As the position of women becomes similar to the position of men, this will result not only in women obtaining legitimate opportunities in the labor force but illegitimate opportunities as well.
Maintained that due to women's liberation, the violent crime rate among women would increase.
Rita Simon
Women and Crime (1975)
Only property crime rates among women would increase due to the women's liberation movement; the violent crime rates among women would decrease because women's frustrations would lessen as they are provided more opportunities in employment and education.
Ngaire Naffine
outlined the assumptions of the women's liberation theory including:
The liberation movement can be linked to an increase in female crime;The increase in female crime is a function of women becoming more masculine;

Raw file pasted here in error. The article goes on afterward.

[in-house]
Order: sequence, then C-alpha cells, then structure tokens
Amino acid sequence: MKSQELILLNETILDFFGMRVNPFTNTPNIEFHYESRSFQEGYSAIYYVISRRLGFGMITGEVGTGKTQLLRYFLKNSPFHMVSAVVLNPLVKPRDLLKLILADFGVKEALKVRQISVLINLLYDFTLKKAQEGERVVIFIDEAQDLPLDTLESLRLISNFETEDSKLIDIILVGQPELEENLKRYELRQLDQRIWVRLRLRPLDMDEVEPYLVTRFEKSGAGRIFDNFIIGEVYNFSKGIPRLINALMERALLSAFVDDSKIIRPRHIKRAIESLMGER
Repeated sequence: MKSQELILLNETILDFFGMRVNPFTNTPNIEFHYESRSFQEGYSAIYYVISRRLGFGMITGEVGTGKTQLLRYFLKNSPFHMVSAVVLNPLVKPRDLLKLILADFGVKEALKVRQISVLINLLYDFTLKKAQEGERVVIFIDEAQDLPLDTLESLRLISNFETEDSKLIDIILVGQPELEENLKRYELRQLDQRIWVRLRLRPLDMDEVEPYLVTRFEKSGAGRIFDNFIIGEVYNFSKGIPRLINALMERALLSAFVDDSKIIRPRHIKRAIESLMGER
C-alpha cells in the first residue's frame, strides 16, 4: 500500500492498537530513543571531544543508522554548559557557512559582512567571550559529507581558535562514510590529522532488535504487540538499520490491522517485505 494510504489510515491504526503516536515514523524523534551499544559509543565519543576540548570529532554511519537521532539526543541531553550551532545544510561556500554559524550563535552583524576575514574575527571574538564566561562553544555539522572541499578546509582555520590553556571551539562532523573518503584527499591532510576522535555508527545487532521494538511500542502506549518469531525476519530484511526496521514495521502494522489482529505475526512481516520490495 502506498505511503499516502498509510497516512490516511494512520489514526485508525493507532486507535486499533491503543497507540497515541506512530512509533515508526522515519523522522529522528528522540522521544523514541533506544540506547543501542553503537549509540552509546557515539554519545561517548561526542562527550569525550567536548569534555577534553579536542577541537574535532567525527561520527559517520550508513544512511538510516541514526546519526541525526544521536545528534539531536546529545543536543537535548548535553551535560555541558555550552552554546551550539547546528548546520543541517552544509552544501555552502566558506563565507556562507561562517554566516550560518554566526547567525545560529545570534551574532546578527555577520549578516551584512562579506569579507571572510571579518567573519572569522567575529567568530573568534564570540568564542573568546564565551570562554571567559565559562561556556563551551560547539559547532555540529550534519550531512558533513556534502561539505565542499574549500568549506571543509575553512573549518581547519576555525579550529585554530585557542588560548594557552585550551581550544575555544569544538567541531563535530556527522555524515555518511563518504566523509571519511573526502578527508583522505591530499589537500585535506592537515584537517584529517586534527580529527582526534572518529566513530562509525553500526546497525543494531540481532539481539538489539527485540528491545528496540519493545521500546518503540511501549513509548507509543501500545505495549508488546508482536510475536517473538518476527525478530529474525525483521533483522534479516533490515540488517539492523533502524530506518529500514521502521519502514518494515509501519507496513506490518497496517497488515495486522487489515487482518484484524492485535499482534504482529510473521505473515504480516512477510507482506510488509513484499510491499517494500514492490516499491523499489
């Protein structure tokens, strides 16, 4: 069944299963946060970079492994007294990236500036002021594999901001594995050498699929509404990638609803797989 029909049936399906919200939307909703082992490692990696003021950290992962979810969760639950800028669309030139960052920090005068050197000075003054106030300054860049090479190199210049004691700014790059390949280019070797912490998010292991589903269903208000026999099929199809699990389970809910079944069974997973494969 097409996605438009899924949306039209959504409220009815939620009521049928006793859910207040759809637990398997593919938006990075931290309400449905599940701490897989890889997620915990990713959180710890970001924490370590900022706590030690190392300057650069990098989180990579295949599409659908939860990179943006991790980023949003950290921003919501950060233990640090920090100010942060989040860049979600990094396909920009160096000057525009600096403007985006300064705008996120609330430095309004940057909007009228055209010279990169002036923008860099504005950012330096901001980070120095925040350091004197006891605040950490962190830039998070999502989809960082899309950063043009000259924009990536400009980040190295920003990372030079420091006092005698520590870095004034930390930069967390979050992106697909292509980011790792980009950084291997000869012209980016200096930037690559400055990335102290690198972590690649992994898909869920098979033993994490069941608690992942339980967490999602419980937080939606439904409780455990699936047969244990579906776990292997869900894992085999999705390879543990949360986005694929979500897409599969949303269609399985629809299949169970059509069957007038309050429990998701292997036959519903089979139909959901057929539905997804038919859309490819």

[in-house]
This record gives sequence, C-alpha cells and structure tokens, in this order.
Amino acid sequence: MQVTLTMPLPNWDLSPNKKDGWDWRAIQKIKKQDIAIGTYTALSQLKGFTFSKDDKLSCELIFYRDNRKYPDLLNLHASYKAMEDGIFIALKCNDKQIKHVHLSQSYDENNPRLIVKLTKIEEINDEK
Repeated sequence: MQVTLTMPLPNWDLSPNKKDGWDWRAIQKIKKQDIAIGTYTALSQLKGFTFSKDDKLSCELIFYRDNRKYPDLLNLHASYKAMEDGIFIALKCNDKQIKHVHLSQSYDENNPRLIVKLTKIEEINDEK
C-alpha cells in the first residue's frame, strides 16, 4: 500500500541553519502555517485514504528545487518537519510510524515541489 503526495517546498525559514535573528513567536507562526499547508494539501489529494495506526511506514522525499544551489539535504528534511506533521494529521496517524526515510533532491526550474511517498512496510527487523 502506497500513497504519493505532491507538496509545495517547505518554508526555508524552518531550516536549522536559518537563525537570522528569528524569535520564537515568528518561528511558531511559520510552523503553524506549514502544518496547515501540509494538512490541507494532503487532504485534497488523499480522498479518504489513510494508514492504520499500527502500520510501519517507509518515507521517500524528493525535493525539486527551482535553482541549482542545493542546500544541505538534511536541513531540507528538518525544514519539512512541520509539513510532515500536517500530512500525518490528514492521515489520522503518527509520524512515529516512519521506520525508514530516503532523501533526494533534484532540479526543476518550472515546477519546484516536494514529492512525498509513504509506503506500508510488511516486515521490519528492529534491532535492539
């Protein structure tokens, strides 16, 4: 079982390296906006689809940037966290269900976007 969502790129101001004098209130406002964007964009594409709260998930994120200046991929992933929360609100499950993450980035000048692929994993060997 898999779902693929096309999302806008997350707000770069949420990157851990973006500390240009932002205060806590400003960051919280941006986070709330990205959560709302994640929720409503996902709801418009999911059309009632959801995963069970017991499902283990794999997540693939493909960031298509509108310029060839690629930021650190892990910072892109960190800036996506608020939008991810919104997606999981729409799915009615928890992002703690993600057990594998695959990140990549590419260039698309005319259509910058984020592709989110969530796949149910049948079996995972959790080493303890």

These increases in female crime are due to women becoming actively competitive with men.
Ngaire Naffine
Statistics have revealed that women have not achieved equality in those high-paying and managerial professions.
Power-Control Theory
ohn Hagan and his colleagues developed this theory incorporating a conflict-oriented theory with social control theory.
The theory attempted to explain gender differences in delinquency rates by including family dynamics.
Power-Control Theory
Hagan argued youths from families characterized as patriarchal (i.e., mother had lower status than the father) revealed greater gender differences in delinquency rates compared to youths from more egalitarian homes (i.e., parents had same status or mother was the only parent in the home)
Feminist Perspectives to Understanding Crime and Criminal Behavior :Sandra Harding
The first feature is that the empirical and theoretical bases emanate from women's experiences.
Feminist Perspectives to Understanding Crime and Criminal Behavior :Sandra Harding
The second feature of feminist analyses was the new purpose for women, whereas traditional analyses have primarily been for men.